Creating a POD Account: The Paperwork

By , J.D.

Banks, savings and loans, and credit unions all offer payable-on-death accounts. They don't charge any extra fees for keeping your money this way. You can add a payable-on-death designation to any kind of new or existing account: checking, savings, or certificate of deposit.

Setting up a payable-on-death bank account is simple, but you must make your wishes known writing, on the bank's forms. When you open the account and fill out the bank's forms, just list the beneficiary on the signature card as the POD payee. The bank may also ask you for some other information, such as the beneficiary's address or birth date. For example, the current address of each beneficiary is required by law in a few states. The beneficiary of a payable-on-death account doesn't have to sign anything. You don't even have to tell the beneficiary about it, for that matter--though it's better to let the person know, so he or she will know to claim the money later.

EXAMPLE: Magda wants to leave her two nieces some money. She opens a savings account at a local bank, deposits $10,000 in it, and names her two nieces as payable-on-death beneficiaries. After Magda's death ten years later, they claim the money in the account—including the interest that's been added to the account—without going through probate.

You can also add a POD designation to an account you already own. Again, it's all done on the account documents provided by the bank. Just fill out a new form, naming the person of your choice as the POD beneficiary.

If you choose an account that has restrictions on withdrawals—for example, a 24-month certificate of deposit—the early withdrawal penalty will probably be waived if you die before the period is up.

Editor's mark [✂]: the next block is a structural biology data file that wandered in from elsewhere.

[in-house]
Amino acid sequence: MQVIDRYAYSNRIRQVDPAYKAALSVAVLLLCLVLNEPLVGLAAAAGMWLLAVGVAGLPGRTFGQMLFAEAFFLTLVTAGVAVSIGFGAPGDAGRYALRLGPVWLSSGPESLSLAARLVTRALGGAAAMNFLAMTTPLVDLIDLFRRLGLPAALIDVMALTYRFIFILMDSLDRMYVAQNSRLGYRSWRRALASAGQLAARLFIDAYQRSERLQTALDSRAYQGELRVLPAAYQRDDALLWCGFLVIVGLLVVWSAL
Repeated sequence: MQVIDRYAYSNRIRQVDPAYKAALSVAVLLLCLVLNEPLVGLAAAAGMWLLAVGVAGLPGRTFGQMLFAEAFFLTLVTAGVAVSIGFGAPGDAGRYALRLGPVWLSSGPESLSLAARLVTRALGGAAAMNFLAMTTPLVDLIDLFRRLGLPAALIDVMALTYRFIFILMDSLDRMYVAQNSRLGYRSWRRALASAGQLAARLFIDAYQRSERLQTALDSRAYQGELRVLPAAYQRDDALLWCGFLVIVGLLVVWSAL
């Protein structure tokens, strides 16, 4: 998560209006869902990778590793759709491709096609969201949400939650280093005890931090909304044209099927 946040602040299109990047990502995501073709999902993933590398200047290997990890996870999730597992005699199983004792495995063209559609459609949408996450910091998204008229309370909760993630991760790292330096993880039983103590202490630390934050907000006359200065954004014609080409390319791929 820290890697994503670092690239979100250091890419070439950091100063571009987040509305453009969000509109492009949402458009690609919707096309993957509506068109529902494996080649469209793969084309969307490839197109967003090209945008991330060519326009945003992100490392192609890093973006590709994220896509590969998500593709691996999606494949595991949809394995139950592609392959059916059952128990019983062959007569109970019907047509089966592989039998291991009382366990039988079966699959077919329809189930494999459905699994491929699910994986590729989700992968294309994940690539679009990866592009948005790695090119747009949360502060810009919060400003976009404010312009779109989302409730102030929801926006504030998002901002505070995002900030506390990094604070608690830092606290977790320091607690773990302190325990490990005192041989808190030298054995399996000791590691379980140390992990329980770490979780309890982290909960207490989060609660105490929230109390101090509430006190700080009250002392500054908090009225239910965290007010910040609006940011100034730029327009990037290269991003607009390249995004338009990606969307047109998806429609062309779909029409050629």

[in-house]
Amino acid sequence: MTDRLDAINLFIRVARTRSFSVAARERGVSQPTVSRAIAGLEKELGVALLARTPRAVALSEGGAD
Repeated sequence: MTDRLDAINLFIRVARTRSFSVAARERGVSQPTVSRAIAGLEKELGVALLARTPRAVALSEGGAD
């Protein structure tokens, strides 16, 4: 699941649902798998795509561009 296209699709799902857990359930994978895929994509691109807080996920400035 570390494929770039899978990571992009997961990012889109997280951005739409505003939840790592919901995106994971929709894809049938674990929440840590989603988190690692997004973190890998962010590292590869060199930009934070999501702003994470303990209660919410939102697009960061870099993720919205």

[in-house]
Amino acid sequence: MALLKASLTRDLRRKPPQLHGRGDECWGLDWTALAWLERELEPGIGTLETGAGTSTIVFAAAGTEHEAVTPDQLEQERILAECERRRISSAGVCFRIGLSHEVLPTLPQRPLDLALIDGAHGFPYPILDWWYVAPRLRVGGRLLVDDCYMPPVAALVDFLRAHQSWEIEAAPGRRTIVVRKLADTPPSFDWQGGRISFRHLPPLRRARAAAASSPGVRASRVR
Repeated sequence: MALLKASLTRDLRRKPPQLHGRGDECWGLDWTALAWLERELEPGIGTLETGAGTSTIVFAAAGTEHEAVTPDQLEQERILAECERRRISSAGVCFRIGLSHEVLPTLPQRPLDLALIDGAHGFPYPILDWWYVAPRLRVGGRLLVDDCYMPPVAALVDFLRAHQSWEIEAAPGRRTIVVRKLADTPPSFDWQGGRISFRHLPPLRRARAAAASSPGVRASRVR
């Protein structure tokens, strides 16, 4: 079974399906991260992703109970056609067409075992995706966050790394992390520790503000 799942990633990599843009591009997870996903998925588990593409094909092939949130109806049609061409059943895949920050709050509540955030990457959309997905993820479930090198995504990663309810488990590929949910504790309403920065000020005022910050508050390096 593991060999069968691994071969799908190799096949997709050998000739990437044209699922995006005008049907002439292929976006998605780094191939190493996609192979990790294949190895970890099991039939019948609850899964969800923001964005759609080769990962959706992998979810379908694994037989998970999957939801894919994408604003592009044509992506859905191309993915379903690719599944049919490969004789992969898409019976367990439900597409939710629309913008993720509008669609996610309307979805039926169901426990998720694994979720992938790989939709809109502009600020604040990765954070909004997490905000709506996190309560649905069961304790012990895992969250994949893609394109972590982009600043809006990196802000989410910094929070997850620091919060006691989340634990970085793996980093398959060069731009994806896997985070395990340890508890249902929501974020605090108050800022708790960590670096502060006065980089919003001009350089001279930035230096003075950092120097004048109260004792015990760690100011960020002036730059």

If you've considered changing a solely owned bank account to a joint account with the person you want to inherit the money after your death, you may be better off by simply naming the person as the POD beneficiary instead. Joint ownership can have disadvantages. If you added another person's name to yours on the account, for example, he or she would immediately have the right to withdraw money from the account. And if the new joint owner got accumulated a lot of debt, a creditor could come after her share of the account. A POD account avoids these potential problems.

EXAMPLE: Matthew, an elderly widower, goes down to his bank and makes his daughter, Doris, the payable-on-death beneficiary of his checking account. Doris (and her creditors) will have no access to the money during Matthew's life, but after his death she'll be able to get the funds in the account quickly and easily.

Don't create a joint account just to avoid probate. If you want to leave money to someone at your death—but not give it away now—stick to a POD account. It will accomplish your goal simply and easily. Don't set up a joint account with the understanding that the other person will withdraw money only after you die. This is a common mistake, and it often creates confusion and family fights.

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